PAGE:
After starting the season with the reserve team, Kamungo scored the game-winning goal in his first MLS match of the year. Following a stretch of substitute appearance, he picked up four starts and caught fire in the Leagues Cup, contributing two goals and three assists, helping to reach the Round of 16. Despite dealing with a shoulder injury that kept him out of the lineup for a few weeks, the attacker has put up a total of six goals and three assist in 24 total fixtures and was named to the league’s 22 Under 22 list of promising young talents.
10 years ago, Bernard Kamungo was playing soccer with balls made out of plastic bags at a refugee camp in Tanzania.— FC Dallas (@FCDallas) August 7, 2023
Now he has just scored a goal against the GOAT. pic.twitter.com/tMHOtsp6P8
Having reached the professional level and proven his value, Kamungo still feels an intense drive to succeed. “In high school, I slept whenever I wanted and ate whatever I wanted, but here, you have to keep your head straight and be ready to go physically at all times,” he shared recently. “It’s a lot to process. I was somebody who had nothing. And now that I have something, there’s a lot of pressure on me. I can either help my family or lose everything I have. That’s a lot of pressure, but I can handle it, and I’m looking forward to what’s to come for me.”
A dual national, Kamungo was invited to the Tanzania senior national team in June for a 2023 Africa Cup of Nations qualifier against Niger. However, he was left out of the match-day squad while awaiting his passport. More recently, the United States called him into U-23 camp for friendlies against Mexico and Japan, terming the opportunity “a dream come true.” His assist to Obed Vargas secured a 2-1 victory over El Tri; a few days later, another helper, this time to Paxten Aaronson, on the second goal pushed the squad to a 4-1 win.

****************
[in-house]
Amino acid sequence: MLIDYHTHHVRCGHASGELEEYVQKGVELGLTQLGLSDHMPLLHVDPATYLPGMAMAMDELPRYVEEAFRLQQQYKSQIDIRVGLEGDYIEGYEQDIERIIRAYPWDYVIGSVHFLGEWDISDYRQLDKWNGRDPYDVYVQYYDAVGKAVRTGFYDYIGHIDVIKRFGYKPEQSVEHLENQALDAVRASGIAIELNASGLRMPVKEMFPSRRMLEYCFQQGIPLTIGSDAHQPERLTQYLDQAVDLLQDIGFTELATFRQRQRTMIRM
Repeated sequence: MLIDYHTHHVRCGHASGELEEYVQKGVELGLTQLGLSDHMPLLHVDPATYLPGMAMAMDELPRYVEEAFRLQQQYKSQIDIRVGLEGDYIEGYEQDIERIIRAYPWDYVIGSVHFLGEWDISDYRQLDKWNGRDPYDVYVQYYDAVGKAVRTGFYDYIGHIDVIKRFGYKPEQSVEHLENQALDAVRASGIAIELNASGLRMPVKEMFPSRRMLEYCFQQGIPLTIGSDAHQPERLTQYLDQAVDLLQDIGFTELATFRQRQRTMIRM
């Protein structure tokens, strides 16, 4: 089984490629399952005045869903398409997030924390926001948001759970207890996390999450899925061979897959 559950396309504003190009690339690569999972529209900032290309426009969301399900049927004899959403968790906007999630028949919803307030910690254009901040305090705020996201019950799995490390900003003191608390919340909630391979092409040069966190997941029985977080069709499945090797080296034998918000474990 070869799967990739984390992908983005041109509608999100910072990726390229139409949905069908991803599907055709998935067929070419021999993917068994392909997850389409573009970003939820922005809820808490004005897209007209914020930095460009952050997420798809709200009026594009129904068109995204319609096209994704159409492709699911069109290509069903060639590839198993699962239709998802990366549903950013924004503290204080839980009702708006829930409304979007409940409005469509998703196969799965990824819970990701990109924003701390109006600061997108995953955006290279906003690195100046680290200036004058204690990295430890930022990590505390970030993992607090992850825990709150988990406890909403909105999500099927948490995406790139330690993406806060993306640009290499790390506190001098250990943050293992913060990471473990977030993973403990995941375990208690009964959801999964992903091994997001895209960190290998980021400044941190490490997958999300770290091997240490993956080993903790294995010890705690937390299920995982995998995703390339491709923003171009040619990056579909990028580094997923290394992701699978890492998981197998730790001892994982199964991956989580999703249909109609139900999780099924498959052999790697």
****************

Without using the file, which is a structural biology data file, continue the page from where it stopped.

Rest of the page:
BERNARD KAMUNGO’S FIRST ASSIST WEARING THE RED, WHITE AND BLUE pic.twitter.com/W3bmeGMnSd— FC Dallas (@FCDallas) October 12, 2023
A versatile left-footed attacker, Kamungo is capable of playing winger, striker, and outside midfielder. FC Dallas manager Nico Estévez praises the hard worker as “powerful” and “a really good finisher” with “great speed.” His intelligent movement and quick thinking allow for him to catch opposing defenders by surprise, exploiting open space in the final third. Jacek Kulig compares him to Cameroon attacker Bryan Mbeumo and notes high levels of “pace, acceleration, and bravery.”
Despite having received an opportunity to enter the traditional soccer pathway a few years ago, Kamungo enjoyed a quick rise up the ladder. He has taken full advantage of the open doors and demonstrated his potential use to the USMNT program. Regardless of the size of the existing depth chart, there is always room for another electric attacking talent, particularly one who can stuff the stat sheet. The upcoming Olympic Games provides an intermediate step for someone at his level, bridging the gap for new talents before potentially entering the senior team.